Kenya Stories, Part 2

9:38 PM

I don't know how many people actually know this, but I was a drama club member in high school (and student government and, by the end of school, my high school's honor society and Academic Decathlon).
It probably isn't a big surprise if you know me, or even just know something about the creative mind at work.

So drama wasn't the first outlet I found for my creativity.
That honor belongs to writing, and I will always be thankful to the first teacher to encourage me to keep up with it.
It was, however, one of my favorites at a time when I was very much trying to figure out who I was and who I wanted to be.
Trying out new identities with the flip of a script? Yes, please.

It was a delight, then, on our last day of ministry to have brothers and sisters join us from a church nearby to share a drama during Sunday morning services.
I haven't collaborated on or acted in or even seen a church skit/drama/etc put together by adults for adults to act out since my World Race days, so as soon as I realized what was going on, I got excited.

The setup wasn't any more elaborate than in my days traveling the globe as a missionary - just a few floor mats, some guys, and some women's clothes.
But everyone in the church was falling out of their seats laughing (even Rich and I, although neither one of us speaks a word of Swahili) as the men in the drama hammed up the funny parts for the audience.
The drama was about how prayer works, and God is powerful enough to heal the worst pain in the world, by the way.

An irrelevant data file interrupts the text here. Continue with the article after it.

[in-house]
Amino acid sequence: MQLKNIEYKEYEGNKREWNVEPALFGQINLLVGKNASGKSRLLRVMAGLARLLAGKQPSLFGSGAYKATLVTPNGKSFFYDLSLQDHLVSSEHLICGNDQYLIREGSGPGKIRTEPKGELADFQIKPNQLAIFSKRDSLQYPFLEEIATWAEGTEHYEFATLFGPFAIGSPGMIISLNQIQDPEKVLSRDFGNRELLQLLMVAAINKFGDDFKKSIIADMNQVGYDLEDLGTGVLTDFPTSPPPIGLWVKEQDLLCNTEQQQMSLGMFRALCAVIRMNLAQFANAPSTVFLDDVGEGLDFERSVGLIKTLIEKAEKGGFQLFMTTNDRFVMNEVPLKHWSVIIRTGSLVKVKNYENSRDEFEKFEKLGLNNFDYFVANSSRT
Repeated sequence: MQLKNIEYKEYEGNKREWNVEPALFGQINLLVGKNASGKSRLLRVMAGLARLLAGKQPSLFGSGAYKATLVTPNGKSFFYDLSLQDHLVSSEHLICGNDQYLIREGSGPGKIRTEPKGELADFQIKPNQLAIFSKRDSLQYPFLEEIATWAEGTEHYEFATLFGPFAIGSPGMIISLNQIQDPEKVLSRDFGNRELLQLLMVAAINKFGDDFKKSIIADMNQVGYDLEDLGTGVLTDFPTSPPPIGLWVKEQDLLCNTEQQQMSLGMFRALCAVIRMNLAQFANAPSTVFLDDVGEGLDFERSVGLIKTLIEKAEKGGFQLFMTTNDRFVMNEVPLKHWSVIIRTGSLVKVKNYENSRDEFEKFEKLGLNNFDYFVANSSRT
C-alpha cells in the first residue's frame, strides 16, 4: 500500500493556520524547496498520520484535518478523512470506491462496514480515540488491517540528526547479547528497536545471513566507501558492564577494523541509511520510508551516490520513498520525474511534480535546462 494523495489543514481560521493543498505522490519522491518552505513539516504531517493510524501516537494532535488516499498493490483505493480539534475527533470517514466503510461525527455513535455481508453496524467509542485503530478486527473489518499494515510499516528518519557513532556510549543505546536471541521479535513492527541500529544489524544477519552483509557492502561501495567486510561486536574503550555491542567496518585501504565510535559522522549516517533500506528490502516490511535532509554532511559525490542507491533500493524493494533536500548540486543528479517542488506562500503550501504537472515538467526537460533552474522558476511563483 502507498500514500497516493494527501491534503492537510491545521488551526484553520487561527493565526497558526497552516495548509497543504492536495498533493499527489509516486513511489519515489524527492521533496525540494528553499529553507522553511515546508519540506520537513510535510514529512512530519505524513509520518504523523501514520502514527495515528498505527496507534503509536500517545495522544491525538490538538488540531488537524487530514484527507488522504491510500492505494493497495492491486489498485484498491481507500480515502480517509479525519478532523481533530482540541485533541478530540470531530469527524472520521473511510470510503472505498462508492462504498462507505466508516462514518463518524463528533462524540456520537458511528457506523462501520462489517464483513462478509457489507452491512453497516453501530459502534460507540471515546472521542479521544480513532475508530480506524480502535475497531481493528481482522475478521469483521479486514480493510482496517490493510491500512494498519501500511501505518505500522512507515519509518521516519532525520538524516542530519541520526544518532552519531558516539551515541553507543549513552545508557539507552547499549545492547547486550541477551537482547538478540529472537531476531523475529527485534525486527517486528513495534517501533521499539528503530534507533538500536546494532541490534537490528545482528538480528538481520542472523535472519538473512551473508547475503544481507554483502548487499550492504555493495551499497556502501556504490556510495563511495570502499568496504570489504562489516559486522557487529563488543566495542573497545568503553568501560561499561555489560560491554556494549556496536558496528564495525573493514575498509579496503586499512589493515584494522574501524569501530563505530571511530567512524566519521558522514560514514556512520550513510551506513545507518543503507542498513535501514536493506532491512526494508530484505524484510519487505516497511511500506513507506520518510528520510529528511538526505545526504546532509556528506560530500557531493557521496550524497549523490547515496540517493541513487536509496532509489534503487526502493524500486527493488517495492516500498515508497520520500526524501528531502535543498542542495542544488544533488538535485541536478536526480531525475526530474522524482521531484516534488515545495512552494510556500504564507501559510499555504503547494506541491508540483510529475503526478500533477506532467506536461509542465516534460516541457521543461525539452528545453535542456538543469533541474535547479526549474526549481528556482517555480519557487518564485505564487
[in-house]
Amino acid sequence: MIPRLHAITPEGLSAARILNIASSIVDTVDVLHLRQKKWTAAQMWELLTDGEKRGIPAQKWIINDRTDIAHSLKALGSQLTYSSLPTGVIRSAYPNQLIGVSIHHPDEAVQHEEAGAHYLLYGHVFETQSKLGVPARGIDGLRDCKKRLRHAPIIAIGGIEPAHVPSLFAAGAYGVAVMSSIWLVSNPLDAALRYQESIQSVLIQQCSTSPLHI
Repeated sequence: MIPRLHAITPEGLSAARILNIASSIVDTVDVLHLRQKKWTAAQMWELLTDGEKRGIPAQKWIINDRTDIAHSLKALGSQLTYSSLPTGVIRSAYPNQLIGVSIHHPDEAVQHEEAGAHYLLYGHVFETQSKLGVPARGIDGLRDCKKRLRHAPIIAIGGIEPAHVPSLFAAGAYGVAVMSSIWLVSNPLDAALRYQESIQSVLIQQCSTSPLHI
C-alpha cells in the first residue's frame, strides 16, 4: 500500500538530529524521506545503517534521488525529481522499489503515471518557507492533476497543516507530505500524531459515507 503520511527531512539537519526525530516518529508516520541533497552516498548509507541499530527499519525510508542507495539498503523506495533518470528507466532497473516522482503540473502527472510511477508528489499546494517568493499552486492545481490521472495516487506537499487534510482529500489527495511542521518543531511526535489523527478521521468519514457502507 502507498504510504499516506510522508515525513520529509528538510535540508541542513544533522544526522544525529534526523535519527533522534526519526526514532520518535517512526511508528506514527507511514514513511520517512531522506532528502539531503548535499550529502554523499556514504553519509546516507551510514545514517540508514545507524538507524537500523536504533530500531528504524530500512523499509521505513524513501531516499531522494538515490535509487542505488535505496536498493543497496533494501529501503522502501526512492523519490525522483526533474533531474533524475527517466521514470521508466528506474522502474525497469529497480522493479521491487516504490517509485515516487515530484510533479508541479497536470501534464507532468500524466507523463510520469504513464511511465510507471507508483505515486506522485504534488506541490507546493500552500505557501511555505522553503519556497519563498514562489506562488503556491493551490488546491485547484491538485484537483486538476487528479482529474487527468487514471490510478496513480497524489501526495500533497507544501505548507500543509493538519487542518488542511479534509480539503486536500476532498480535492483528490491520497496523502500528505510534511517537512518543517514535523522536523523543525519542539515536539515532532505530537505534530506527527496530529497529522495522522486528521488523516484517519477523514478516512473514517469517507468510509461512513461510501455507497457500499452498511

Lots of laughter and lots of exaggeration on the part of the actors, but it was a brilliant message, a brilliant performance, and I wish I'd recorded some of it to share.

No one translated the drama for us, by the way (although Pastor Julius did briefly explain the basics of the scene in pauses before we assured him we understood what was going on).
Tones of voice, facial expressions, actions all conveyed what they were attempting to communicate without us being able to understand what they were saying.
Creativity and inspiration were thriving in Kilimani Baptist Church that morning, and it took me back to a lot of places and reminded me of a lot of lessons I've learned.

The biggest thing I was reminded of was His ability to facilitate communication across language barriers - kind of like earlier in the week with the former Muslim woman I'd talked to, but different in presentation.
Granted, the drama wasn't as cool of a moment as I imagine Pentecost to be, but I'll take what I can get for now and ask for bigger things in the future.
I was excited and grateful that day to understand what was going on without someone pausing the action so we could get back up to speed.

Some days aren't that easy, but maybe one day.
I hope.

Until next time,
Cat

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